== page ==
In 2004 the Helen Hamlyn Trust (HHT) decided to develop an integrated education programme for Primary Schools to reach children at the earliest stages of their education, to improve engagement and aspirations thus improving outcomes. In 2005/6 Open Futures was initiated by the Helen Hamlyn Trust, and began a pilot scheme as growit cookit, with the Royal Horticultural Society and the RSA Focus on Food Campaign, working together in 10 schools along the south coast. In 2006/7 filmit and askit were added to the Open Futures programme. In collaboration with the interaction designer, artist, teacher and creative director of fabrica (http://www.fabrica.it), the late Andy Cameron filmit was developed by HHT, and askit was developed with SAPERE to put enquiry at the

heart of the school curriculum and specifically to underpin learning in the context of a skills-based approach.(see: http://www.sapere.org.uk ) 

How does it work?

Open Futures works in partnership with groups of schools in local clusters to develop a bespoke training programme, which extends the existing curriculum and nurtures independent learning.

Schools benefit from the experience, knowledge and support of like-minded education professionals locally, nationally and internationally. The curriculum team of professional advisors work with head teachers and their leadership team to scope the implementation of the Open Futures programme as a key driver to achieve their school improvement plans.

Open Futures provides high quality training for teachers in the four discrete learning strands which are meaningful to children:

  • askit: Through askit pupils of all ages develop and use personal,  critical-thinking and problem solving skills.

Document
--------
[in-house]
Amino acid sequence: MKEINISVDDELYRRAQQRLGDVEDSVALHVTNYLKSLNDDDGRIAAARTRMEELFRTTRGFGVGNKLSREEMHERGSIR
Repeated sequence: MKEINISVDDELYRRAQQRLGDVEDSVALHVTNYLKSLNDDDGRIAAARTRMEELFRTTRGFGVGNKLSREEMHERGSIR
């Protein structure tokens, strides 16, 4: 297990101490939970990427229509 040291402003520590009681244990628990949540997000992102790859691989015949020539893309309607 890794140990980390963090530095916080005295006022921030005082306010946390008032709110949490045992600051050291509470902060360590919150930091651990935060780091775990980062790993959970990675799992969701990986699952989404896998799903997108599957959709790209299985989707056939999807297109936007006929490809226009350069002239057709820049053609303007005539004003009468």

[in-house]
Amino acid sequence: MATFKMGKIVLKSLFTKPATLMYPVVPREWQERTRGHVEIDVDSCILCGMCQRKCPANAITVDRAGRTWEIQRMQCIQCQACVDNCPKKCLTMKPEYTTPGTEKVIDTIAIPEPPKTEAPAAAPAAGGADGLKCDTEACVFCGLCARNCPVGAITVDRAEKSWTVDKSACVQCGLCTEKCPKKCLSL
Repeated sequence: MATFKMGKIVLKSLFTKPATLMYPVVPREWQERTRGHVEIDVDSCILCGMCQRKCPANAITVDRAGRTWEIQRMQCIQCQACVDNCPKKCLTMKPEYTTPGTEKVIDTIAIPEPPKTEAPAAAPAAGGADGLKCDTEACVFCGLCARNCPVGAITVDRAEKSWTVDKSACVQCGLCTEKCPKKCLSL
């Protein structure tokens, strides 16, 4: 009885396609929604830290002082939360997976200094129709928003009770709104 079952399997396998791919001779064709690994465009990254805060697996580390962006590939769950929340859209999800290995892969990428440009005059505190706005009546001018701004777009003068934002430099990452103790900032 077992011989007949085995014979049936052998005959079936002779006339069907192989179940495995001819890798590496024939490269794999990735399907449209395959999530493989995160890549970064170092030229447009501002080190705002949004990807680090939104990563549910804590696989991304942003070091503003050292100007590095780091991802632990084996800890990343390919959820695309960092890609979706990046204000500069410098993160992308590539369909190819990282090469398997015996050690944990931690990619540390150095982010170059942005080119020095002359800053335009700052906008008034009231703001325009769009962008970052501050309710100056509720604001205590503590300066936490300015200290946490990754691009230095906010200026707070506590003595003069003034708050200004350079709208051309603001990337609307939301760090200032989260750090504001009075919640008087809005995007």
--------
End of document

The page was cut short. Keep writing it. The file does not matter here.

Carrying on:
• growit: Through growit pupils develop horticultural skills and also apply practical, number, scientific, team-work and other skills.
  • cookit: Learners develop and use the practical skills of food preparation, and also apply personal skills including choosing a healthy diet.
  • filmit: Through filmit learners work in teams to explore, shape and articulate their ideas through the process of digital filmmaking. Films are shared with schools globally through the unique and secure 'filmit' website platform.

These linked creative contexts stimulate and motivate, providing children and their teachers with the opportunity to work with professionals who are experienced in delivering educational projects from the worlds of food, horticulture, media, academia, philosophy and the arts. Together they open pathways for pupils to follow, a deeper and more practical commitment to developing their skills for a future that seems ever less certain. With its focus on two of the most basic and perennial of human skills – gardening (growit) and cooking (cookit) – and another two of the most subtle and significant of human skills –reviewing (filmit) and enquiring (askit), it presents an alternative model of a curriculum: a genuine enquiry-and-skills-based curriculum. Much of the national curriculum can, in fact, be 'covered' by extending from these four skills/strands.